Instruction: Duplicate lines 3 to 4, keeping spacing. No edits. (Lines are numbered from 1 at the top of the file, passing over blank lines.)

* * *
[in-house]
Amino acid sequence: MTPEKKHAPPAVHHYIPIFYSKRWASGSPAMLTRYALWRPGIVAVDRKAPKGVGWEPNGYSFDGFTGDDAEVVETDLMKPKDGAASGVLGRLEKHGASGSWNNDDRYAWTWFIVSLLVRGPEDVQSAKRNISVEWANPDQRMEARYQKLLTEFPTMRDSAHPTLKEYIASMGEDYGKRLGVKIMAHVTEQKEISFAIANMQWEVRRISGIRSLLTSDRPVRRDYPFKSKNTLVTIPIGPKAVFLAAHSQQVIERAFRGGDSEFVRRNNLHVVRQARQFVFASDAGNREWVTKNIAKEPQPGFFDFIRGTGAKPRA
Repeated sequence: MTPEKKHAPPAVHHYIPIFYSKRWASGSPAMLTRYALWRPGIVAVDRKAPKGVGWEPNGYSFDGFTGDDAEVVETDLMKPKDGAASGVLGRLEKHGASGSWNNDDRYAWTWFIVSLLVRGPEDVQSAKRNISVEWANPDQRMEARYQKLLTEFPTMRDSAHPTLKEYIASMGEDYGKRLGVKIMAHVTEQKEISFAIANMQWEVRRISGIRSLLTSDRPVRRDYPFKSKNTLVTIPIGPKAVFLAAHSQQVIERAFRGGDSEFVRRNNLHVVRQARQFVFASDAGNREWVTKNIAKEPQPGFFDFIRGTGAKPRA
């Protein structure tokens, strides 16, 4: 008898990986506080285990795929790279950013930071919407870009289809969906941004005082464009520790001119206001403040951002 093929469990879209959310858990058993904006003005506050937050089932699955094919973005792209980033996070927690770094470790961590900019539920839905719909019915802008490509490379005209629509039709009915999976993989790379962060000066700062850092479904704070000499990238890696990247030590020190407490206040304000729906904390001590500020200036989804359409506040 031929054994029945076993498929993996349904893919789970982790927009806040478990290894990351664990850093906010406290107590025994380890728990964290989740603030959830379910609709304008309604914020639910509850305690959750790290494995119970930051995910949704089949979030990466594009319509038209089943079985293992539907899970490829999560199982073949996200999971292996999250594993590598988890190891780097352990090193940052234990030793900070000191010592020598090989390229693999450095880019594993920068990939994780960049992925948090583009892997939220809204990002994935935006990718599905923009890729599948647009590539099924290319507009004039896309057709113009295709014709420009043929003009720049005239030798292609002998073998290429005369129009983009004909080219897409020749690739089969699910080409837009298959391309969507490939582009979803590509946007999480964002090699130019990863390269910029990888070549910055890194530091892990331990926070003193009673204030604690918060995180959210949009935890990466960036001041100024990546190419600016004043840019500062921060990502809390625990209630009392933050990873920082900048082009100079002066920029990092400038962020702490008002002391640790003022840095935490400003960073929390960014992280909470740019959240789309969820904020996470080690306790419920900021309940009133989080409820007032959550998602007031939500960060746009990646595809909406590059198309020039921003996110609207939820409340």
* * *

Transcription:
Repeated sequence: MTPEKKHAPPAVHHYIPIFYSKRWASGSPAMLTRYALWRPGIVAVDRKAPKGVGWEPNGYSFDGFTGDDAEVVETDLMKPKDGAASGVLGRLEKHGASGSWNNDDRYAWTWFIVSLLVRGPEDVQSAKRNISVEWANPDQRMEARYQKLLTEFPTMRDSAHPTLKEYIASMGEDYGKRLGVKIMAHVTEQKEISFAIANMQWEVRRISGIRSLLTSDRPVRRDYPFKSKNTLVTIPIGPKAVFLAAHSQQVIERAFRGGDSEFVRRNNLHVVRQARQFVFASDAGNREWVTKNIAKEPQPGFFDFIRGTGAKPRA
């Protein structure tokens, strides 16, 4: 008898990986506080285990795929790279950013930071919407870009289809969906941004005082464009520790001119206001403040951002 093929469990879209959310858990058993904006003005506050937050089932699955094919973005792209980033996070927690770094470790961590900019539920839905719909019915802008490509490379005209629509039709009915999976993989790379962060000066700062850092479904704070000499990238890696990247030590020190407490206040304000729906904390001590500020200036989804359409506040 031929054994029945076993498929993996349904893919789970982790927009806040478990290894990351664990850093906010406290107590025994380890728990964290989740603030959830379910609709304008309604914020639910509850305690959750790290494995119970930051995910949704089949979030990466594009319509038209089943079985293992539907899970490829999560199982073949996200999971292996999250594993590598988890190891780097352990090193940052234990030793900070000191010592020598090989390229693999450095880019594993920068990939994780960049992925948090583009892997939220809204990002994935935006990718599905923009890729599948647009590539099924290319507009004039896309057709113009295709014709420009043929003009720049005239030798292609002998073998290429005369129009983009004909080219897409020749690739089969699910080409837009298959391309969507490939582009979803590509946007999480964002090699130019990863390269910029990888070549910055890194530091892990331990926070003193009673204030604690918060995180959210949009935890990466960036001041100024990546190419600016004043840019500062921060990502809390625990209630009392933050990873920082900048082009100079002066920029990092400038962020702490008002002391640790003022840095935490400003960073929390960014992280909470740019959240789309969820904020996470080690306790419920900021309940009133989080409820007032959550998602007031939500960060746009990646595809909406590059198309020039921003996110609207939820409340």